Some of the most common causes of crashes are obviously illegal. People know that drunk driving could lead to their arrest regardless of whether or not they cause a crash. Public awareness campaigns have also helped improve people’s understanding of how risky it can be to drive while using a mobile device.
Yet, even if someone avoids these two common and highly-dangerous behaviors, they might make other, smaller mistakes in traffic that could lead to a life-altering collision. These other violations can be so minor that people may think nothing of repeatedly breaking the following traffic laws. However, all three of the behaviors below can increase the likelihood of a major motor vehicle collision.
Speed limits exist to protect the public from severe collisions that could lead to injury or death. The limits imposed on different sections of roads tend to reflect the density of traffic and the local zoning. Those who regularly drive at speeds above the speed limit may be unable to stop their vehicles in time or properly maneuver when traffic circumstances change, leading to a preventable crash.
Those who speed often have a tendency to get too close to other vehicles in traffic. Particularly when they cannot pass another vehicle, they may tailgate. Tailgate involves driving far closer to the rear end of another vehicle than would be reasonable or safe. If someone stops abruptly, the person tailgating could very likely cause a crash by rear-ending them.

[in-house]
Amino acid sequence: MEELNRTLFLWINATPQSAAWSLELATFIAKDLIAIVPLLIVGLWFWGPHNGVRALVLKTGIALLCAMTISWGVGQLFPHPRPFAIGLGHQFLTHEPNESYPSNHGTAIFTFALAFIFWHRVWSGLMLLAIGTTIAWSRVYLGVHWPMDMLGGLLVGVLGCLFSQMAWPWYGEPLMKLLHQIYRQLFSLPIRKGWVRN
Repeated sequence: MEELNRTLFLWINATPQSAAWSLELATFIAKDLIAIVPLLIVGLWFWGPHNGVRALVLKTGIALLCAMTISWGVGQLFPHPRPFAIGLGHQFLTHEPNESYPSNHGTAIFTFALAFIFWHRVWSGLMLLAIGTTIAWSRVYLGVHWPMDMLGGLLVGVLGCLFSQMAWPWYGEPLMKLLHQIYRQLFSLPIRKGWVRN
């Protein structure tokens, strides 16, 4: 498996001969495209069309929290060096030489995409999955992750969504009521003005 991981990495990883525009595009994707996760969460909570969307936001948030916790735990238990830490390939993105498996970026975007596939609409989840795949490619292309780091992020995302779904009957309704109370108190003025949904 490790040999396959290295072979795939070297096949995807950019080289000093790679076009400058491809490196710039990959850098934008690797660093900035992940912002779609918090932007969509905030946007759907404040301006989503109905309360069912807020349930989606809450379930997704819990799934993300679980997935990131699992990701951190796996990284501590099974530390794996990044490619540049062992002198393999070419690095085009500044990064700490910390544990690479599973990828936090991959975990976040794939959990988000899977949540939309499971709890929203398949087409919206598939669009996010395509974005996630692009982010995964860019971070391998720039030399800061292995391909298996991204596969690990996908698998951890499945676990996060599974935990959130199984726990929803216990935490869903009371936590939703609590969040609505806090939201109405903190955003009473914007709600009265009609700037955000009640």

Not using turn signals
It only takes a fraction of a second to move the lever that illuminates the turn signals on a vehicle. Despite how simple and convenient it is to do so, many drivers consistently fail to use their turn signals. Turn signals exist to serve as an important form of communication in traffic. Other drivers can’t make the smartest and safest choices when they are unaware of what another driver intends to do. Those who fail to use their turn signals might set themselves up for a preventable collision when others misunderstand their intentions in traffic.
Someone who consistently complies with traffic laws can reduce their risk of causing and otherwise being involved in a crash. Those who notice bad behavior prior to a collision can provide details about someone tailgating, failing to use a turn signal or speeding to the police officer putting together the collision report.
Ultimately, knowing what tends to cause crashes can help people avoid collisions or better ensure that the right person bears responsibility for any wreck that does occur.